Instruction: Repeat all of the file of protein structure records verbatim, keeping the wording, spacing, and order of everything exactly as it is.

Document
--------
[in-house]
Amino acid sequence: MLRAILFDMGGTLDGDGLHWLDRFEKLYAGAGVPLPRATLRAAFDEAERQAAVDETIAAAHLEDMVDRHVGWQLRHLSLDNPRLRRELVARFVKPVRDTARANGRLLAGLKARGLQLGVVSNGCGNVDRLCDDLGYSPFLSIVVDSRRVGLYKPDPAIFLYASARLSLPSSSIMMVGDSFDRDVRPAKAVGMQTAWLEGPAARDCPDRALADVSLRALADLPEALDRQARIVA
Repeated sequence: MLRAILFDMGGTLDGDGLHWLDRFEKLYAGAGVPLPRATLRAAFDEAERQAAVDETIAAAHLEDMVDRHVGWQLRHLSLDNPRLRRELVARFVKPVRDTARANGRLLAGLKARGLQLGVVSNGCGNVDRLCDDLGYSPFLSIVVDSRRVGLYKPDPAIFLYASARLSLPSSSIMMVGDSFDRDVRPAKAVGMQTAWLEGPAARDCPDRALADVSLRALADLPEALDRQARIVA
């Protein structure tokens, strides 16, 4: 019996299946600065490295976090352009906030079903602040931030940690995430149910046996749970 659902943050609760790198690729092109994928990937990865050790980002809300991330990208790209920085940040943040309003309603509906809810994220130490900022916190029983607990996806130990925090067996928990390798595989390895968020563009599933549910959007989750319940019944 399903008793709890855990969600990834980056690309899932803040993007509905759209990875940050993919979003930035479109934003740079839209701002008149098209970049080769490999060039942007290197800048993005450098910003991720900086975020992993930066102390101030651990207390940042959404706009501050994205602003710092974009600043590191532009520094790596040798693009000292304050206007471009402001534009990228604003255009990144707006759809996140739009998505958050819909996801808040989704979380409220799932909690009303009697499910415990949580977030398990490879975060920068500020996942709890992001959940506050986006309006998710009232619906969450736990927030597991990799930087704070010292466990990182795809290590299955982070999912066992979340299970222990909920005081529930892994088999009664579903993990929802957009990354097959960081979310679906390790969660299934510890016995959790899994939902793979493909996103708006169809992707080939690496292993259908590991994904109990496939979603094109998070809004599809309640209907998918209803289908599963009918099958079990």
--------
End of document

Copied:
[in-house]
Amino acid sequence: MLRAILFDMGGTLDGDGLHWLDRFEKLYAGAGVPLPRATLRAAFDEAERQAAVDETIAAAHLEDMVDRHVGWQLRHLSLDNPRLRRELVARFVKPVRDTARANGRLLAGLKARGLQLGVVSNGCGNVDRLCDDLGYSPFLSIVVDSRRVGLYKPDPAIFLYASARLSLPSSSIMMVGDSFDRDVRPAKAVGMQTAWLEGPAARDCPDRALADVSLRALADLPEALDRQARIVA
Repeated sequence: MLRAILFDMGGTLDGDGLHWLDRFEKLYAGAGVPLPRATLRAAFDEAERQAAVDETIAAAHLEDMVDRHVGWQLRHLSLDNPRLRRELVARFVKPVRDTARANGRLLAGLKARGLQLGVVSNGCGNVDRLCDDLGYSPFLSIVVDSRRVGLYKPDPAIFLYASARLSLPSSSIMMVGDSFDRDVRPAKAVGMQTAWLEGPAARDCPDRALADVSLRALADLPEALDRQARIVA
């Protein structure tokens, strides 16, 4: 019996299946600065490295976090352009906030079903602040931030940690995430149910046996749970 659902943050609760790198690729092109994928990937990865050790980002809300991330990208790209920085940040943040309003309603509906809810994220130490900022916190029983607990996806130990925090067996928990390798595989390895968020563009599933549910959007989750319940019944 399903008793709890855990969600990834980056690309899932803040993007509905759209990875940050993919979003930035479109934003740079839209701002008149098209970049080769490999060039942007290197800048993005450098910003991720900086975020992993930066102390101030651990207390940042959404706009501050994205602003710092974009600043590191532009520094790596040798693009000292304050206007471009402001534009990228604003255009990144707006759809996140739009998505958050819909996801808040989704979380409220799932909690009303009697499910415990949580977030398990490879975060920068500020996942709890992001959940506050986006309006998710009232619906969450736990927030597991990799930087704070010292466990990182795809290590299955982070999912066992979340299970222990909920005081529930892994088999009664579903993990929802957009990354097959960081979310679906390790969660299934510890016995959790899994939902793979493909996103708006169809992707080939690496292993259908590991994904109990496939979603094109998070809004599809309640209907998918209803289908599963009918099958079990």